I think this is the best book from 2011 on innovation and entrepreneurship. It is based on interviews of more than 100 innovators, a decade of research and compliments other auto-biographical books that have come out. It is packed with insights. It presents five key discovery skills, how to assess them, how to develop them and how to apply them. These skills  are important to master for any team trying to innovate.

I think the following kinds of  people will benefit from taking part in this series.

  • If you are a first time entrepreneur, this book and this webinar series will give you a model for exploring a new market.
  • If you are a serial entrepreneur I think it will give you a useful perspective on your earlier efforts and may enable you to refine your approach.
  • And if you are trying to get your firm to innovate it gives you a framework of key discovery skills and also allows you to understand the contrast of traditional execution skills that are more focused on detail and planning as opposed to discovery.

Steve Hogan: This is Steve Hogan. I am joining Sean on this series. I am a recovering serial entrepreneur. I got lucky earlier in life, started a couple of companies that had successful exits.  I have been working with developmentally challenged early stage tech companies and helping them find the path to profitability and growth. But my true passion is mentoring first-time entrepreneurs so that they never, ever, need a savior.

Sean: I am the CEO of SKMurphy. I have been an entrepreneur for a while. I have a consulting firm that helps technology firms and introduce new products and services. Our focus is early customers and early revenue.

Steve, what is your take on the book?

Steve: I think it is a great book for first-time entrepreneurs.  In fact I wish I had this when I was doing my first couple of companies. The key insight I took take away was that the leader’s innovative skills impact the entire team. Strong leaders with strong discovery skills can improve the entire team’s ability to innovate.

The DNA in the title refers to the DNA of the organization, not just the leaders. These are discovery skill sets not just the traits. More importantly, it is a personal self-help and skill building directory. The authors believe that everybody has these basic skill sets and offer a simple test to help you to identify your strengths.

They give you a step by step approach to cultivate those strengths and build your tool kit. It is a truly unique way of improving your own performance derived from interviews with over a hundred other entrepreneurs.

Sean: I think it is also a very good book for innovators in larger firms. It offers a model for why established firms find innovation difficult. It explains the different skills that are required at different stages in a firm’s life cycle, in particular, the discovery skills used for innovation and execution skills useful for skill and growth.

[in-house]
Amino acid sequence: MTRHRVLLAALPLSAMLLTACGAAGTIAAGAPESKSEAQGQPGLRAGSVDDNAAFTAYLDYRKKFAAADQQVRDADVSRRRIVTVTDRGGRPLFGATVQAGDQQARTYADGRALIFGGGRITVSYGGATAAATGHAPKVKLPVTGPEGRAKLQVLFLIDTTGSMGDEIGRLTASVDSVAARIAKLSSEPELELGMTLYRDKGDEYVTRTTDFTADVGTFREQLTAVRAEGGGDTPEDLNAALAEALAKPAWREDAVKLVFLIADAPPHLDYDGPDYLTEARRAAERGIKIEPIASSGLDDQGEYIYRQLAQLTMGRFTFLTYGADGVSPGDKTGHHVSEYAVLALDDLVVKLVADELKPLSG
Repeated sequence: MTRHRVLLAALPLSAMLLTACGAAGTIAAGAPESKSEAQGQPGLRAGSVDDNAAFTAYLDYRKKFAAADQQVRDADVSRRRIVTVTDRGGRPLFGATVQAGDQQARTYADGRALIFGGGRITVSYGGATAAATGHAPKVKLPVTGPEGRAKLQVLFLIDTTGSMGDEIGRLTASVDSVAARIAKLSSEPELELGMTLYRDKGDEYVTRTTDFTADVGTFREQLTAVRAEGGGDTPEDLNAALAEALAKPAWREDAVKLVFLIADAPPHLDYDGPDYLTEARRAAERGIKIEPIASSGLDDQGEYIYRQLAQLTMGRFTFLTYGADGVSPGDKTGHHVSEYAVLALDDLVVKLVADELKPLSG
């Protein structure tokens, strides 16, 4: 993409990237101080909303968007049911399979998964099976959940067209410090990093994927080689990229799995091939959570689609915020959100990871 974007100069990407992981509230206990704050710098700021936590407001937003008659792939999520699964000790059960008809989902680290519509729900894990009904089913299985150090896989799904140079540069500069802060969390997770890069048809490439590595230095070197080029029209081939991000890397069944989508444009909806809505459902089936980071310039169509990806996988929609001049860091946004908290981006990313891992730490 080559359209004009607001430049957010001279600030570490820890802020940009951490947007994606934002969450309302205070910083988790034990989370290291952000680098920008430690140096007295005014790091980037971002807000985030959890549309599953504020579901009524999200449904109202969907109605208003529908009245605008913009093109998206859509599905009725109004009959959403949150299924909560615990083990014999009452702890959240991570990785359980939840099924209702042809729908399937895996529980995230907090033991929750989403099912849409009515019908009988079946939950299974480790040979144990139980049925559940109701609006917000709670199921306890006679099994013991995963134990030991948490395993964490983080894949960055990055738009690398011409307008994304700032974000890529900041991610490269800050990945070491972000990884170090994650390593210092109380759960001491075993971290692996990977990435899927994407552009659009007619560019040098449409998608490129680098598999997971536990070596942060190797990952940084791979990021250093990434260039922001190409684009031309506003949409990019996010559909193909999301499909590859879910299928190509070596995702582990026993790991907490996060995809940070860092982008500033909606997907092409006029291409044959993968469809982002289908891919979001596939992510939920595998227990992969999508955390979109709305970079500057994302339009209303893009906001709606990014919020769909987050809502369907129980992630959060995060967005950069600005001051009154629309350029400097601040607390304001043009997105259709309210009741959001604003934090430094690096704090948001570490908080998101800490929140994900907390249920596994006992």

I want to stress that these webinars will be a learning experience, not a lecture experience. We have invited other innovators to share their lessons learned applying these five key discovery skills. We will offer this in an interactive format which will help you apply these skills to your situation.

Steve: Here are the skills we are going to be talking about in the five separate webinar sessions, and our take on what they involve:

  1. Associating: connecting disparate facts, observations, and stories to enable combinations of seemingly unrelated ideas in a new and unique way.
  2. Questioning: first understanding the world as it is, then exploring why, why not, and what if.
  3. Observing: being mindful in familiar situations and appreciative in novel situations.
  4. Networking is an absolute. By this they don’t mean hanging around with your buddies, it means taking serious conversation with people of diverse backgrounds, people with backgrounds different from your own, learning from their experience and learning from their expertise.
  5. Experimenting: taking risks to gain new perspectives. This can either involve trying new experiences, or carefully analyzing products, processes, and ideas, or testing your ideas with prototypes. Experimenting is not done in a lab setting, it’s about submerging yourself in a truly different environment and appreciating a different perspective on life.

Sean: On page 27 they explain how these skills fit together.

Diagram from page 27 Innovator's DNA on Skill Relationships

There are two basic orientations an innovator brings to a new field. One is to challenge status quo and that drives questioning, observing and networking and a willingness to take risks and that drives experimenting. Tying those four skills together is associating, where you are linking at different facts to create new combinations that may either yield an innovative thought or business idea or trigger more questions and a need for more observations, more folks to talk to and more experiments to run.

Steve: These webinars are a true roundtable discussion format, not a pure lecture series. The panel is going to include first time entrepreneurs, experienced entrepreneurs and other innovators from larger companies. We will take questions from a live audience and each session is going to focus on one particular skill and the lessons learned and applying that skill.

Sean: Let me give you the line-up:

If you would like to sign up we have a short URL for you,

Thanks for your time. Hope you are able to join us.

Some other references for the book:

Even Great Art is Lost Without a Buyer

Written by Sean Murphy. Posted in Quotes, Rules of Thumb